The Web    Google
Passing Strange: A Gilded Age Tale of Love and Deception Across the Color Line
List Price: $27.95

Our Price: $15.37

You Save: $12.58 (45%)


Product Description

Noted historian Martha A. Sandweiss tells the uniquely American story of Clarence King, a man who hid from his Gilded Age cohorts and prominent family the fact that he lived a double life---as the celebrated white explorer, geologist, and writer King and as a black Pullman porter and steelworker named James Todd.

Customer Reviews:

  • A new perspective on a well-known American figure
    This biography tells the story of Clarence King, a Yale-educated geologist and explorer of the American West during the post-Civil War era. Dashing, charismatic, and beloved by New York's social elite, King was considered an honored dinner companion, witty conversationalist, and eligible bachelor. After his death, it was discovered King had a black wife and five children living in Brooklyn.

    Apparently, social pressures and racial tensions compelled King to construct a complicated double life. To his Brooklyn family, King was known as James Todd. Despite his fair complexion and Western European ancestry, he convinced his family he was a black Pullman porter who spent much of his time away from home, crisscrossing the country on its railways. In New York City, King lived as an accomplished scientist and bon vivant who mingled with the best society as the white man he was. Eventually, King's double life tore him apart and resulted in the financial, physical, and mental breakdowns that led to his death.

    Prior biographies of King have focused on King's professional achievements while mostly ignoring his complicated personal life. Sandweiss breaks this code of silence to tell the story of King's unlikely marriage to Ada Copeland, a woman born into slavery in Georgia. Sandweiss reveals this unknown side of King with engaging prose supported, but not suffocated, by thorough research. While giving a new perspective on a well-known American figure, Sandweiss also explores the complexities of race in late nineteenth century America....more info
  • Love and Deception
    Historians, and history itself, have not treated Clarence King kindly. King was at one time one of the most famous and admired people in the United States but, if you are like me, you likely have never heard of the man. Born into a wealthy family in 1842, King became famous as the geologist responsible for surveying and mapping diverse regions of the western United States. Always the self-promoter, he published a book about his adventures, "Mountaineering in the Sierra Nevada," that became a best seller of its day and made him into a national figure. Two of his closest friends were author Henry Adams and career politician John Hay, former secretary to President Abraham Lincoln. King traveled in the highest circles of society, even dining in the White House on at least once occasion.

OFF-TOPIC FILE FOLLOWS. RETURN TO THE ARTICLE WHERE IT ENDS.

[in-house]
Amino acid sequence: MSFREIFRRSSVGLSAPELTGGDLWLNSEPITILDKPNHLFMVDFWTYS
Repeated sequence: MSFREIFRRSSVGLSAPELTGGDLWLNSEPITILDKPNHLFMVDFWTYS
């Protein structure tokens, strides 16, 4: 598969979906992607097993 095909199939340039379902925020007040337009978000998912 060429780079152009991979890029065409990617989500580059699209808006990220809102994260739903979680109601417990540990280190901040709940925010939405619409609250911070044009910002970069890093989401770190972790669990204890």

All of which makes even more astonishing the fact that Clarence King lived a secret life that even his closest confidants knew nothing of until King was near death or had actually passed. King's friends were well aware that King, the sole support of his elderly mother and an extended family, was hard pressed to meet his financial obligations. His financial difficulties were so serious, in fact, that King was only able to maintain his standard of living by accepting repeated loans from John Hay and others of his friends, often offering items from his personal art collection as collateral for the money loaned to him.

    What King's benefactors and admirers did not know was that, for some thirteen years, King was living two lives: one as the famous explorer of the American West and another as the husband of a woman who, in 1861, had been born into slavery in Georgia. King represented himself to ex-slave Ada Copeland as James Todd, an extremely light-skinned black man from Baltimore whose work as a Pullman porter required him to be away from home for months at a time. In a day in which a single drop of black blood was deemed to distinguish a black man from a white one, his story was believable enough for King to be accepted into the community in which Ada bore him five children.

    Clarence King loved Ada Copeland but he lied about their relationship because he feared the scandal that would result from his marriage to a black woman. He knew that by publicly acknowledging his black wife and mixed-race children he would lose his friends and any chance of earning the income necessary to support either of his families. Although Ada may have suspected that her husband had something to hide, even she did not know the extent of her husband's secrets until his confessional deathbed letter.